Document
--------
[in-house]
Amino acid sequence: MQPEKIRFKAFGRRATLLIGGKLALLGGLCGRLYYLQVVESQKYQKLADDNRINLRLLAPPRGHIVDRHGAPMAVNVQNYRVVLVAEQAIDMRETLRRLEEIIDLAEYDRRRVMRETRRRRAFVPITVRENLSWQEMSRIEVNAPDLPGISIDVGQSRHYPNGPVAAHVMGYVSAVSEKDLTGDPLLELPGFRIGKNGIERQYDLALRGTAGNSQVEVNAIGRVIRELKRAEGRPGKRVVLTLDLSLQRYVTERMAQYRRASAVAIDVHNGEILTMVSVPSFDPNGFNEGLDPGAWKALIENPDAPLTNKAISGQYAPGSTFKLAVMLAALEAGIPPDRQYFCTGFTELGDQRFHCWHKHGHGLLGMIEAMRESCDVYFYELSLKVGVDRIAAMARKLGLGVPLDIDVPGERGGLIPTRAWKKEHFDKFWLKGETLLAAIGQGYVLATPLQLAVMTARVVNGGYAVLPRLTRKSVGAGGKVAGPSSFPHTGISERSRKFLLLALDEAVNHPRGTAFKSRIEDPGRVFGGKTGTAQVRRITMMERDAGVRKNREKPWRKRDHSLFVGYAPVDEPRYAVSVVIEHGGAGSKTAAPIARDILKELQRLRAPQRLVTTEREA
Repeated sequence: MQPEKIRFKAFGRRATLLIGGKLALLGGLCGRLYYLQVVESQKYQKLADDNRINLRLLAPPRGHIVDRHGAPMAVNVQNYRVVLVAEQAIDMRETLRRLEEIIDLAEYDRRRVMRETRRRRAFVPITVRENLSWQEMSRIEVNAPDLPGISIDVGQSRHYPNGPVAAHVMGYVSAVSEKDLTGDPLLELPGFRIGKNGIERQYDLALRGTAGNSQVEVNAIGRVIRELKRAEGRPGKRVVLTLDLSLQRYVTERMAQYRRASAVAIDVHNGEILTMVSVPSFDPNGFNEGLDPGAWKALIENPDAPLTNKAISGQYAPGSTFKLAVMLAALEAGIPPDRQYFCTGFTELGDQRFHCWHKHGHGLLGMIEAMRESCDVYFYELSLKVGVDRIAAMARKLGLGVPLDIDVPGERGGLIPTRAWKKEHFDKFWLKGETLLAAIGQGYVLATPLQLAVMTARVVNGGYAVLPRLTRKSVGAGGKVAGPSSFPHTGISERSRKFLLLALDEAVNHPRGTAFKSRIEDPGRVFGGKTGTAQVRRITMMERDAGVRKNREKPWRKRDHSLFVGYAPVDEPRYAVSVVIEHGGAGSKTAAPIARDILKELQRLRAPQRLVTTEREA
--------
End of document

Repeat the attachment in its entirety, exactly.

[in-house]
Amino acid sequence: MQPEKIRFKAFGRRATLLIGGKLALLGGLCGRLYYLQVVESQKYQKLADDNRINLRLLAPPRGHIVDRHGAPMAVNVQNYRVVLVAEQAIDMRETLRRLEEIIDLAEYDRRRVMRETRRRRAFVPITVRENLSWQEMSRIEVNAPDLPGISIDVGQSRHYPNGPVAAHVMGYVSAVSEKDLTGDPLLELPGFRIGKNGIERQYDLALRGTAGNSQVEVNAIGRVIRELKRAEGRPGKRVVLTLDLSLQRYVTERMAQYRRASAVAIDVHNGEILTMVSVPSFDPNGFNEGLDPGAWKALIENPDAPLTNKAISGQYAPGSTFKLAVMLAALEAGIPPDRQYFCTGFTELGDQRFHCWHKHGHGLLGMIEAMRESCDVYFYELSLKVGVDRIAAMARKLGLGVPLDIDVPGERGGLIPTRAWKKEHFDKFWLKGETLLAAIGQGYVLATPLQLAVMTARVVNGGYAVLPRLTRKSVGAGGKVAGPSSFPHTGISERSRKFLLLALDEAVNHPRGTAFKSRIEDPGRVFGGKTGTAQVRRITMMERDAGVRKNREKPWRKRDHSLFVGYAPVDEPRYAVSVVIEHGGAGSKTAAPIARDILKELQRLRAPQRLVTTEREA
Repeated sequence: MQPEKIRFKAFGRRATLLIGGKLALLGGLCGRLYYLQVVESQKYQKLADDNRINLRLLAPPRGHIVDRHGAPMAVNVQNYRVVLVAEQAIDMRETLRRLEEIIDLAEYDRRRVMRETRRRRAFVPITVRENLSWQEMSRIEVNAPDLPGISIDVGQSRHYPNGPVAAHVMGYVSAVSEKDLTGDPLLELPGFRIGKNGIERQYDLALRGTAGNSQVEVNAIGRVIRELKRAEGRPGKRVVLTLDLSLQRYVTERMAQYRRASAVAIDVHNGEILTMVSVPSFDPNGFNEGLDPGAWKALIENPDAPLTNKAISGQYAPGSTFKLAVMLAALEAGIPPDRQYFCTGFTELGDQRFHCWHKHGHGLLGMIEAMRESCDVYFYELSLKVGVDRIAAMARKLGLGVPLDIDVPGERGGLIPTRAWKKEHFDKFWLKGETLLAAIGQGYVLATPLQLAVMTARVVNGGYAVLPRLTRKSVGAGGKVAGPSSFPHTGISERSRKFLLLALDEAVNHPRGTAFKSRIEDPGRVFGGKTGTAQVRRITMMERDAGVRKNREKPWRKRDHSLFVGYAPVDEPRYAVSVVIEHGGAGSKTAAPIARDILKELQRLRAPQRLVTTEREA